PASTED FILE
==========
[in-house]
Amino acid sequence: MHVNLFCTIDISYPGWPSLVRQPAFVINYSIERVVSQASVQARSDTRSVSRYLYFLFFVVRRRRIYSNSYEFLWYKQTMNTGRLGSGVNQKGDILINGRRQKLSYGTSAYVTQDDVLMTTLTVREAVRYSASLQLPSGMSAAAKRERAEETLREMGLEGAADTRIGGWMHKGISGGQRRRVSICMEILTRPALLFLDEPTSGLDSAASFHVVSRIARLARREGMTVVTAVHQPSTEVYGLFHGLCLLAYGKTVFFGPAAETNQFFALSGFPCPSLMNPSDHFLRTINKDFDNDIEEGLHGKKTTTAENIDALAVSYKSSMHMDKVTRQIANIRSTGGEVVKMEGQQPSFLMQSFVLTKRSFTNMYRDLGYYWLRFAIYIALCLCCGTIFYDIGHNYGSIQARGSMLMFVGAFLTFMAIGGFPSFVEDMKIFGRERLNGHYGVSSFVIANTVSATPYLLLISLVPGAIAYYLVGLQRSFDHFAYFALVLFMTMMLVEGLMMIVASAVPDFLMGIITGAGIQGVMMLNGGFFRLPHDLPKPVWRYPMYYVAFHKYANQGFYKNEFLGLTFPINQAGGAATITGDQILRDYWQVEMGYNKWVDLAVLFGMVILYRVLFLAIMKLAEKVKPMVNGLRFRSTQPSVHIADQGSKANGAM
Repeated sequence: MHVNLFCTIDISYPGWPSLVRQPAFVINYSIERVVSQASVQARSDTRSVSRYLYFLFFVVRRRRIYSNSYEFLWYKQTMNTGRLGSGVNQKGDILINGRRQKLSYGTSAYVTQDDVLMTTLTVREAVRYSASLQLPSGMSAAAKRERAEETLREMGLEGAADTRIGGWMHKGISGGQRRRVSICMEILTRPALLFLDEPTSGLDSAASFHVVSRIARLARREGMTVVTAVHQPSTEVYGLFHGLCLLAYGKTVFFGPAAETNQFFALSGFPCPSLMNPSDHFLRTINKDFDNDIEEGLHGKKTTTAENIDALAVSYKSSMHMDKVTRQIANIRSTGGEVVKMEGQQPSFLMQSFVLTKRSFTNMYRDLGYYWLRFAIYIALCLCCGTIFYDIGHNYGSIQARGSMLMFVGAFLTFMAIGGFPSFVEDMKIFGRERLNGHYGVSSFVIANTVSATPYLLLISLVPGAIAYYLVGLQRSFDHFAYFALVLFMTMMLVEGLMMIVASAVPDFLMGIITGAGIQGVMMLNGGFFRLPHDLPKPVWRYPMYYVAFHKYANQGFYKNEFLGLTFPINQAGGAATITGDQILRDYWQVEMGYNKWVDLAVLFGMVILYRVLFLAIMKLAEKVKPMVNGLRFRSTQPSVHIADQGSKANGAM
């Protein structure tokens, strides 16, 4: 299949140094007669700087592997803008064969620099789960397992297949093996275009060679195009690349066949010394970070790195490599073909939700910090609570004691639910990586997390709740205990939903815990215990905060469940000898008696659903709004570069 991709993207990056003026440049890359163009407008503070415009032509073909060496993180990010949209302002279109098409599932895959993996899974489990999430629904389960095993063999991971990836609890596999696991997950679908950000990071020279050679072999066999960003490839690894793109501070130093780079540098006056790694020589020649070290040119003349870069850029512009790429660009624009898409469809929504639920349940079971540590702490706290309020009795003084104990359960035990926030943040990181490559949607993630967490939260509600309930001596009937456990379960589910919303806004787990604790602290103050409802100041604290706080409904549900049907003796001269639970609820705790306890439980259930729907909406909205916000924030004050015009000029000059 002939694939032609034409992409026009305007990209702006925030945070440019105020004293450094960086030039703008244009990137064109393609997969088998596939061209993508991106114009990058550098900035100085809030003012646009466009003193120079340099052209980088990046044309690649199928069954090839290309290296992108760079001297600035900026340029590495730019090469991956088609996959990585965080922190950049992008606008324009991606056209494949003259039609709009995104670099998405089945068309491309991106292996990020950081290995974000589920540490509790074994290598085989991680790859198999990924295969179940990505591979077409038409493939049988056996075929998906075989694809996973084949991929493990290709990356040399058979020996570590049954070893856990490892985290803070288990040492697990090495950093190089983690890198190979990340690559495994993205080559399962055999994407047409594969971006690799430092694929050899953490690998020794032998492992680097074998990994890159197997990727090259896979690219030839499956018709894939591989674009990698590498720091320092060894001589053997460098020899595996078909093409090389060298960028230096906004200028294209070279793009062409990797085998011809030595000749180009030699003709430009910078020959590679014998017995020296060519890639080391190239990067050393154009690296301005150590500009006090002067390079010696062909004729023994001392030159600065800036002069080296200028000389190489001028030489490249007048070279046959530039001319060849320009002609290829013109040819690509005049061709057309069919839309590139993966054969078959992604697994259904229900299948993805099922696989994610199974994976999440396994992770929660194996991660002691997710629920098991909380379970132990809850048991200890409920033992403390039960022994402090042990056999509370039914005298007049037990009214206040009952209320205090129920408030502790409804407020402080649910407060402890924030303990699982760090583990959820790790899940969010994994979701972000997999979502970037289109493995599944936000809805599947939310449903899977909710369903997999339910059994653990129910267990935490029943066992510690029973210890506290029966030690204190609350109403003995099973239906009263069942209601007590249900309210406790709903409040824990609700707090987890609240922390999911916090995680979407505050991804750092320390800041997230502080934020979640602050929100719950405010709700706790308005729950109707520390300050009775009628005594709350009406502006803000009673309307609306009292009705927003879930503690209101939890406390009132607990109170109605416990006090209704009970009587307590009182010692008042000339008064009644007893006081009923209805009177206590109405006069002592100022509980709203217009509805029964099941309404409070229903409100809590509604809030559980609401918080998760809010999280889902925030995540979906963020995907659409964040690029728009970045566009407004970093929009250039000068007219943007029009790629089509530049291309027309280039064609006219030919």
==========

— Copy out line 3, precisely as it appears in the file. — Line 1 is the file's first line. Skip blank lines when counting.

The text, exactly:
Repeated sequence: MHVNLFCTIDISYPGWPSLVRQPAFVINYSIERVVSQASVQARSDTRSVSRYLYFLFFVVRRRRIYSNSYEFLWYKQTMNTGRLGSGVNQKGDILINGRRQKLSYGTSAYVTQDDVLMTTLTVREAVRYSASLQLPSGMSAAAKRERAEETLREMGLEGAADTRIGGWMHKGISGGQRRRVSICMEILTRPALLFLDEPTSGLDSAASFHVVSRIARLARREGMTVVTAVHQPSTEVYGLFHGLCLLAYGKTVFFGPAAETNQFFALSGFPCPSLMNPSDHFLRTINKDFDNDIEEGLHGKKTTTAENIDALAVSYKSSMHMDKVTRQIANIRSTGGEVVKMEGQQPSFLMQSFVLTKRSFTNMYRDLGYYWLRFAIYIALCLCCGTIFYDIGHNYGSIQARGSMLMFVGAFLTFMAIGGFPSFVEDMKIFGRERLNGHYGVSSFVIANTVSATPYLLLISLVPGAIAYYLVGLQRSFDHFAYFALVLFMTMMLVEGLMMIVASAVPDFLMGIITGAGIQGVMMLNGGFFRLPHDLPKPVWRYPMYYVAFHKYANQGFYKNEFLGLTFPINQAGGAATITGDQILRDYWQVEMGYNKWVDLAVLFGMVILYRVLFLAIMKLAEKVKPMVNGLRFRSTQPSVHIADQGSKANGAM